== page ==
Are you on the lookout for flexible, part-time employment to help cover school expenses? If so, watch out for scams.
Between the COVID-19 pandemic and high unemployment rates, the pressure to find a job may create more pressure for you to find work quickly. UC Berkeley has received numerous reports of employment scams where the sender impersonates Berkeley professors, researchers, and/or university departments. Some scams are easy to spot but how do you know who to trust?
Start with these basic guidelines:
- Be skeptical. If a job sounds too good to be true, it might be a scammer trying to trick you.
- Check the sender. Check the sender's e-mail address before replying or clicking on links. Any correspondence from an organization should come from an organizational e-mail address.
- Trust your instincts. If a job sounds too good to be true, it might be!
- Give out personal information. Things like your Social Security or bank account number should never be shared over email or phone.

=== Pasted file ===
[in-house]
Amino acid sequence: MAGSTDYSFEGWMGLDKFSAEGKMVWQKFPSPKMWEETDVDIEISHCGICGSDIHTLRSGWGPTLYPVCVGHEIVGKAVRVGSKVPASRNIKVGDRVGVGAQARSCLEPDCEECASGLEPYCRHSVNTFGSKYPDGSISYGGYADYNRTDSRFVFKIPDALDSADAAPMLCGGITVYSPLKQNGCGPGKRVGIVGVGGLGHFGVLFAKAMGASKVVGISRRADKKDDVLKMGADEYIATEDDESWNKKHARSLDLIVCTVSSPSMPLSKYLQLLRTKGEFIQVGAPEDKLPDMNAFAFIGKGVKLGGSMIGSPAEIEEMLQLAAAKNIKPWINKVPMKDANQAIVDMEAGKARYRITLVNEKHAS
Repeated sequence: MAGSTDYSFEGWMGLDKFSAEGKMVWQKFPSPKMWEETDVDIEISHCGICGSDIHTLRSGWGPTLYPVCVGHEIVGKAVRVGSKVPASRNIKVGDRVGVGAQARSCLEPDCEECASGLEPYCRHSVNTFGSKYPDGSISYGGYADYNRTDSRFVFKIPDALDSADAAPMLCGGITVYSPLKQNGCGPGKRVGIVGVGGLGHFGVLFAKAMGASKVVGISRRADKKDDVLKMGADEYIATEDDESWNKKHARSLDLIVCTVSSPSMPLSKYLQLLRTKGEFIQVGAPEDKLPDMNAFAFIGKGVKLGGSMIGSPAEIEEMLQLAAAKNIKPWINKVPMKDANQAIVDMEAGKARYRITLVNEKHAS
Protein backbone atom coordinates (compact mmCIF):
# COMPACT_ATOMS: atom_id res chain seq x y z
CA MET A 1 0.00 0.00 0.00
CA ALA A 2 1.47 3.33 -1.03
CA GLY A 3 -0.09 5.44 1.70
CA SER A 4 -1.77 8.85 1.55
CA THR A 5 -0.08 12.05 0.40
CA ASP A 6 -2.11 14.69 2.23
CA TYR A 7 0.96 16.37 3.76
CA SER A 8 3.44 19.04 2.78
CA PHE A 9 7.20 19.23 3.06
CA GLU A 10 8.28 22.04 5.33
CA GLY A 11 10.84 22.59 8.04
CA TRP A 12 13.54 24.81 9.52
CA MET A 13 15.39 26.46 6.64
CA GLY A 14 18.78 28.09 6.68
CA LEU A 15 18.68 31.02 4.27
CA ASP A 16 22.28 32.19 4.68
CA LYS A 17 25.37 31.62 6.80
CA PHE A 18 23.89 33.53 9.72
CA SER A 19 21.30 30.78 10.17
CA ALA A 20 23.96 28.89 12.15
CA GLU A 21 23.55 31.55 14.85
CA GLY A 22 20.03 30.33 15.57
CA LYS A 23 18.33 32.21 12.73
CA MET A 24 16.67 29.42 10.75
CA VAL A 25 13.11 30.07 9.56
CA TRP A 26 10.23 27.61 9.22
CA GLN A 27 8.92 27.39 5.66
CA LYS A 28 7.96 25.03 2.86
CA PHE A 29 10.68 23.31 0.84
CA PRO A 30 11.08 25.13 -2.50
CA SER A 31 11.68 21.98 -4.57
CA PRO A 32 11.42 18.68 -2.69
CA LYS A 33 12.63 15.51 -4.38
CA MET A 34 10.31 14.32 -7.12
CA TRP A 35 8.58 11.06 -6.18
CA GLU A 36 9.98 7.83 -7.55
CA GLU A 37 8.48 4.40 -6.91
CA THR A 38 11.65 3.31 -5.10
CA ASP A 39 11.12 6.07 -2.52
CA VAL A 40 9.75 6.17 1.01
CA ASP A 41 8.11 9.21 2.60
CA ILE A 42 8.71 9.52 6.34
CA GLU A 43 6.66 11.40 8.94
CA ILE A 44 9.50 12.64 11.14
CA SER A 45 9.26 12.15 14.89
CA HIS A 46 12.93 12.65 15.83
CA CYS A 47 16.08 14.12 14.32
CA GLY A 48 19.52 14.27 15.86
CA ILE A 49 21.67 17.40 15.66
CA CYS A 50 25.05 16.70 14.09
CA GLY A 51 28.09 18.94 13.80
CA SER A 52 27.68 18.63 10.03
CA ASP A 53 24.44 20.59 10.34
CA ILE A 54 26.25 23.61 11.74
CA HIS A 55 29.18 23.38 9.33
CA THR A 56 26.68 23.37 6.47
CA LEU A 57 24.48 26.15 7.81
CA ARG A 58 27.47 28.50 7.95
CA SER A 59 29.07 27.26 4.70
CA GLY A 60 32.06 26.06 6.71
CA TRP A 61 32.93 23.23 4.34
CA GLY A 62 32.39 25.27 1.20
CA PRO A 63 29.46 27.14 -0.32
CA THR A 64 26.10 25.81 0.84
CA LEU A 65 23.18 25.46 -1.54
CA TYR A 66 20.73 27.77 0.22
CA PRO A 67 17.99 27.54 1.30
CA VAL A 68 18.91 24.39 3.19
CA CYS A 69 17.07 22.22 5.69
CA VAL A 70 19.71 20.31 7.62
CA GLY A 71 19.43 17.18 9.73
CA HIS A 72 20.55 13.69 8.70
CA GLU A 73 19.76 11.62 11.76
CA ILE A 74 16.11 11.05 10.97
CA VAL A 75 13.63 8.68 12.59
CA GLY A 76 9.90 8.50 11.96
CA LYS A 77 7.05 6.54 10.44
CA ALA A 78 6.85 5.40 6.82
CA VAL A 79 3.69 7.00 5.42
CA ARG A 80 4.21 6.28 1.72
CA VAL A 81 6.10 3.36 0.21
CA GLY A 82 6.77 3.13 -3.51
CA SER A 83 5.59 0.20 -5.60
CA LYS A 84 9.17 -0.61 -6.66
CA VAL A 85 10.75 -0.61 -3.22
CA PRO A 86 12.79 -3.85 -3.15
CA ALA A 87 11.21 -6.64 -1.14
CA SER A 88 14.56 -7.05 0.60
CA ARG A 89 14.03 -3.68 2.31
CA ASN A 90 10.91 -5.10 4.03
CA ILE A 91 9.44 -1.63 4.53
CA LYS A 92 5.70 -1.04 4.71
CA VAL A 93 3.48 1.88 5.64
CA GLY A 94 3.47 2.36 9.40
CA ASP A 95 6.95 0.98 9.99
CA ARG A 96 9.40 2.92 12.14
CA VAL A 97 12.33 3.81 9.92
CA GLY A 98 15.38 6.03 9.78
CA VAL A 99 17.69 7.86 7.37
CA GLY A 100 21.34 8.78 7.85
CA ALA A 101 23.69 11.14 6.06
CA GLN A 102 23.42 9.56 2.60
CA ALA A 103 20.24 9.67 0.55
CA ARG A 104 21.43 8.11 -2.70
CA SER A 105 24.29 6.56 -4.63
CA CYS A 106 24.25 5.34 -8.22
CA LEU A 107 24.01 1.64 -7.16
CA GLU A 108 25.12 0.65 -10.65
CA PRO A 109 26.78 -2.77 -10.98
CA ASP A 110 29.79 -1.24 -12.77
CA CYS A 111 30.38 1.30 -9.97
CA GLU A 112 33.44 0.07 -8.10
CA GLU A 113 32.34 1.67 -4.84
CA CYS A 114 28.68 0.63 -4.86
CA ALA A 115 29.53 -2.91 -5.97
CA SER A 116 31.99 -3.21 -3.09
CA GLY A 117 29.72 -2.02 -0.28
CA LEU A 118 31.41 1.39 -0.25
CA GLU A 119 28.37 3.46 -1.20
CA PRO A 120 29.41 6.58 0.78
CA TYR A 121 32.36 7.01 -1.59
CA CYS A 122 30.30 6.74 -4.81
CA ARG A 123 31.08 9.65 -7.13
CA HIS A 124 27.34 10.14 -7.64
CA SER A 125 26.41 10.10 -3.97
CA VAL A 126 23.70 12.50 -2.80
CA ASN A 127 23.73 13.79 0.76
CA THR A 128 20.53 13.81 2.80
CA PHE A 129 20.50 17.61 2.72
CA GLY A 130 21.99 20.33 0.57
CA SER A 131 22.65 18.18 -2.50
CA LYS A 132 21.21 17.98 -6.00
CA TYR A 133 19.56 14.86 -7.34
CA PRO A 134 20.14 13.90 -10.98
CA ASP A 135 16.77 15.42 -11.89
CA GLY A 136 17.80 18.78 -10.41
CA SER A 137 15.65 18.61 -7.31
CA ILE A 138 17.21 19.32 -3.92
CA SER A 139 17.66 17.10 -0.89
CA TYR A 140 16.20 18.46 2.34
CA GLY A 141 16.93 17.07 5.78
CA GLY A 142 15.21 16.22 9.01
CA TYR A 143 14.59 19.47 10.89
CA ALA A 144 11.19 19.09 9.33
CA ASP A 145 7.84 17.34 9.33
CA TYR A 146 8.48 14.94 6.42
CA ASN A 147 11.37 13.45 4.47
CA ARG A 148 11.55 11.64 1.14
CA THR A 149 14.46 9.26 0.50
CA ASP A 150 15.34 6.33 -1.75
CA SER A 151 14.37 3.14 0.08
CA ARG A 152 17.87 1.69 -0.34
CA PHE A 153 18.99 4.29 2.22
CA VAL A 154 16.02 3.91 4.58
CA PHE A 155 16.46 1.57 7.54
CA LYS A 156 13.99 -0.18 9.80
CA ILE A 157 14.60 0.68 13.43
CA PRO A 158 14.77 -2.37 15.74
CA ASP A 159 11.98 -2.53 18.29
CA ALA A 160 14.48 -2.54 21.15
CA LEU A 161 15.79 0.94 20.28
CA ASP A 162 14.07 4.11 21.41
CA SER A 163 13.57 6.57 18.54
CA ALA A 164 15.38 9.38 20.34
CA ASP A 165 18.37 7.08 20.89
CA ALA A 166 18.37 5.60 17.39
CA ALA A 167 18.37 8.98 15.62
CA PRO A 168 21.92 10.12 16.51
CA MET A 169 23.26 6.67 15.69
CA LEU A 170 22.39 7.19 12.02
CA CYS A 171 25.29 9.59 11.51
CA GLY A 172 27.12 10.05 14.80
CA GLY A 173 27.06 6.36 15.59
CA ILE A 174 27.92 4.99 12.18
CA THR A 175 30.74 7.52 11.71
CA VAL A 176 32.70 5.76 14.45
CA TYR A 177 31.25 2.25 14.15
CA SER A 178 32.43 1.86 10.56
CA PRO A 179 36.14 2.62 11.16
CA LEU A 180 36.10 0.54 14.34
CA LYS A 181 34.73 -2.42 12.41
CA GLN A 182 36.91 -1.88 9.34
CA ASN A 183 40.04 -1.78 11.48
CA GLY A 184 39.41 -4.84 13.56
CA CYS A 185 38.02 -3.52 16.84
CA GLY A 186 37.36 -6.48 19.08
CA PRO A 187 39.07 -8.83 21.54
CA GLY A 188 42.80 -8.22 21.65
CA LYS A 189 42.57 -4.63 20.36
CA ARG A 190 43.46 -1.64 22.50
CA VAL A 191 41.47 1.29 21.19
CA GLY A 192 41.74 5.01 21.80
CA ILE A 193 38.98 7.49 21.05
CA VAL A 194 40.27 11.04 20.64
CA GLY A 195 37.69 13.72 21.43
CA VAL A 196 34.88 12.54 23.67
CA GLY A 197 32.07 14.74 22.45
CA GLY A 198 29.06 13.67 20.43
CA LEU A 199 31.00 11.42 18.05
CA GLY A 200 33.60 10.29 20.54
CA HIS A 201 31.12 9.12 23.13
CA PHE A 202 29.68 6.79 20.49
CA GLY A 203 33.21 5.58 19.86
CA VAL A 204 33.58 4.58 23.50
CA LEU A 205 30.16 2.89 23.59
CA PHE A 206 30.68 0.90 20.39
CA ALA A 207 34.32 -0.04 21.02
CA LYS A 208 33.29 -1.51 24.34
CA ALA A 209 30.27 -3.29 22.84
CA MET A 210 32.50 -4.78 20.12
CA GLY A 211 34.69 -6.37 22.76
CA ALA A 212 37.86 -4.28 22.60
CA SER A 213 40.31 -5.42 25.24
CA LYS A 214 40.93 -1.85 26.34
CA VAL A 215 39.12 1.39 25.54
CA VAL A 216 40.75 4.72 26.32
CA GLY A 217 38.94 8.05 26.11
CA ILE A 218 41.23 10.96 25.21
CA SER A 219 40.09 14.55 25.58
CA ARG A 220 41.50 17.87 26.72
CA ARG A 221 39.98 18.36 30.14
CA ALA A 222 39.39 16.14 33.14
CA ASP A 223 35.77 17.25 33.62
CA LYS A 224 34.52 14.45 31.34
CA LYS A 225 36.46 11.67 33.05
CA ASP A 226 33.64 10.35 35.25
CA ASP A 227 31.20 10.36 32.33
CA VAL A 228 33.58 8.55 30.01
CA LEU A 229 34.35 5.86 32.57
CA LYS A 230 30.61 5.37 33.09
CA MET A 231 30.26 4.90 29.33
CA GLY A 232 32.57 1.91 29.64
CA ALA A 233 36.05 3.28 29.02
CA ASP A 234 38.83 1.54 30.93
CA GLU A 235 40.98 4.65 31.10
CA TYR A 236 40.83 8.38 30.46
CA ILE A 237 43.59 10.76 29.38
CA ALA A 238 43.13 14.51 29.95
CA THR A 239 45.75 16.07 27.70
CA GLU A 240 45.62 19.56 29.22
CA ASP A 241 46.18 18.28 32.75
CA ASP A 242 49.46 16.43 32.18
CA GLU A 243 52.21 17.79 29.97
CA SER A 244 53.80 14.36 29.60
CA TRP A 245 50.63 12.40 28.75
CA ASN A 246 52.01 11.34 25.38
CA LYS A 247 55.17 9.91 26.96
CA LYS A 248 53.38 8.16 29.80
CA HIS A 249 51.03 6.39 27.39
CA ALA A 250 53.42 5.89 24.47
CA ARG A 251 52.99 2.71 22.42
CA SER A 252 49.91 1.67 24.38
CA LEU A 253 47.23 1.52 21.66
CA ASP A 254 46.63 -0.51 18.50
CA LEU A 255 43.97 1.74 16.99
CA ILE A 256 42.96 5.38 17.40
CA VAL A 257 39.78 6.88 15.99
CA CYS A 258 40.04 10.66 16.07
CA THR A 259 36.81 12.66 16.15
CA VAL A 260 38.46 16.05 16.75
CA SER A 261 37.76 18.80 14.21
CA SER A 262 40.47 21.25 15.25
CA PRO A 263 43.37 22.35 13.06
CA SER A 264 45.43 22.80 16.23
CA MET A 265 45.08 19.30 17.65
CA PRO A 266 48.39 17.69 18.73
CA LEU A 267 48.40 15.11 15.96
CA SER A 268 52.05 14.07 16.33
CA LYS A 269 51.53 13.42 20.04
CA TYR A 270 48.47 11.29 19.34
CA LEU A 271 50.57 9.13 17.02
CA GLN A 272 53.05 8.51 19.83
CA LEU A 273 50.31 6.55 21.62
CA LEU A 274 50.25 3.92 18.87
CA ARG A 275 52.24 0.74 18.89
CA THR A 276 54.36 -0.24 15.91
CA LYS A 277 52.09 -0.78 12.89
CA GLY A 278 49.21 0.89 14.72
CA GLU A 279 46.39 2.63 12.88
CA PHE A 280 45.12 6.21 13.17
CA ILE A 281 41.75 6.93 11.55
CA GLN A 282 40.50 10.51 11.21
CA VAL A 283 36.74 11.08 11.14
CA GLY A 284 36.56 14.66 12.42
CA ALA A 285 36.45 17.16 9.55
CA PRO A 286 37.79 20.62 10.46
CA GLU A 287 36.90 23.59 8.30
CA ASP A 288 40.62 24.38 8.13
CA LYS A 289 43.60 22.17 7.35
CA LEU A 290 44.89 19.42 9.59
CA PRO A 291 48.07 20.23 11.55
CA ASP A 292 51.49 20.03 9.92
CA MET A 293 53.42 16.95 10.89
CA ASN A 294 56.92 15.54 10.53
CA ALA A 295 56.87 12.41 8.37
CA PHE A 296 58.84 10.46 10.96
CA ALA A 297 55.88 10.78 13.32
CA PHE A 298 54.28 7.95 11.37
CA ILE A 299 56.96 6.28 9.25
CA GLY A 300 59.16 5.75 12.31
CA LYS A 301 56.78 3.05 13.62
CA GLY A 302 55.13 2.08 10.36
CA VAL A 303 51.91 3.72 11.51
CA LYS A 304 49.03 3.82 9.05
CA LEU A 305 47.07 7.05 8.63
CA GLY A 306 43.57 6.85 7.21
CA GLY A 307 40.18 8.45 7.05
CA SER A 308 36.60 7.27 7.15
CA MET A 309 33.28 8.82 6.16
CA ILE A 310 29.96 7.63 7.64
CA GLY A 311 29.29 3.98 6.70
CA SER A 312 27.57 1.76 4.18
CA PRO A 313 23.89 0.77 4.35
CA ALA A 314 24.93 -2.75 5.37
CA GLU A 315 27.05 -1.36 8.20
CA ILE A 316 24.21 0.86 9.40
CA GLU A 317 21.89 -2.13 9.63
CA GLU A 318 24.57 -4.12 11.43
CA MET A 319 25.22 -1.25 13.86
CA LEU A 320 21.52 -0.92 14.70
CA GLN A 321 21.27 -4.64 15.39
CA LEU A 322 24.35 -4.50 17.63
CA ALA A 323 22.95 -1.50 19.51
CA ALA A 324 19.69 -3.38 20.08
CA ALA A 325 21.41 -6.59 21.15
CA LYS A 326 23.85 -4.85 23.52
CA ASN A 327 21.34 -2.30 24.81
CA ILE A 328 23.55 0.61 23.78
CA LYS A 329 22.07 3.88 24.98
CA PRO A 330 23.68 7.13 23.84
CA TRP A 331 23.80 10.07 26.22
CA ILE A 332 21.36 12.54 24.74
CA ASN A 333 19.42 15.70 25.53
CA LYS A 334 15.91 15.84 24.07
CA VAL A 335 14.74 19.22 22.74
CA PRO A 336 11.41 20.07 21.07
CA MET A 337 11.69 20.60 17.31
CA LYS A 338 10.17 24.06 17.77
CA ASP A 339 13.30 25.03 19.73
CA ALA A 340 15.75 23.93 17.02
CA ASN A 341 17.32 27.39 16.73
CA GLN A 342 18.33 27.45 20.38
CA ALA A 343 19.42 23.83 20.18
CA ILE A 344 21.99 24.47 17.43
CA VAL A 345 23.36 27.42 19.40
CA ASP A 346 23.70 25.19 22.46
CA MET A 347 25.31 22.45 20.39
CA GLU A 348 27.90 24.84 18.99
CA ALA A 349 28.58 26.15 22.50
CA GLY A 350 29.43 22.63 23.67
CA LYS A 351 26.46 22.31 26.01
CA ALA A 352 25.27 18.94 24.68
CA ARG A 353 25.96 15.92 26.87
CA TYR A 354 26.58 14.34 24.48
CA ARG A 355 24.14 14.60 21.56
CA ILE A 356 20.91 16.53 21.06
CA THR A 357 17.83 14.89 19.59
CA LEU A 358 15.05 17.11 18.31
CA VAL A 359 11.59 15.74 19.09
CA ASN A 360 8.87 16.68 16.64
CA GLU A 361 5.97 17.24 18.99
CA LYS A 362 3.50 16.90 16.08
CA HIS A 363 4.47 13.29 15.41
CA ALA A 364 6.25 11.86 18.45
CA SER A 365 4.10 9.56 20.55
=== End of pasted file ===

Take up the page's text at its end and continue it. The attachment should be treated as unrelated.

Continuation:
- Accept cashier’s checks or money orders as a form of payment. Fake checks are common amongst these scams and the bank where you cash it will hold you accountable.
- Cash a check that comes with “extra” money. Scammers send checks that require you to deposit a check at your bank, withdraw the “extra” money as cash, and then deposit that cash elsewhere. The check will bounce and you will be held accountable.
- Wire funds. If someone asks you to wire money, chances are they are a scammer.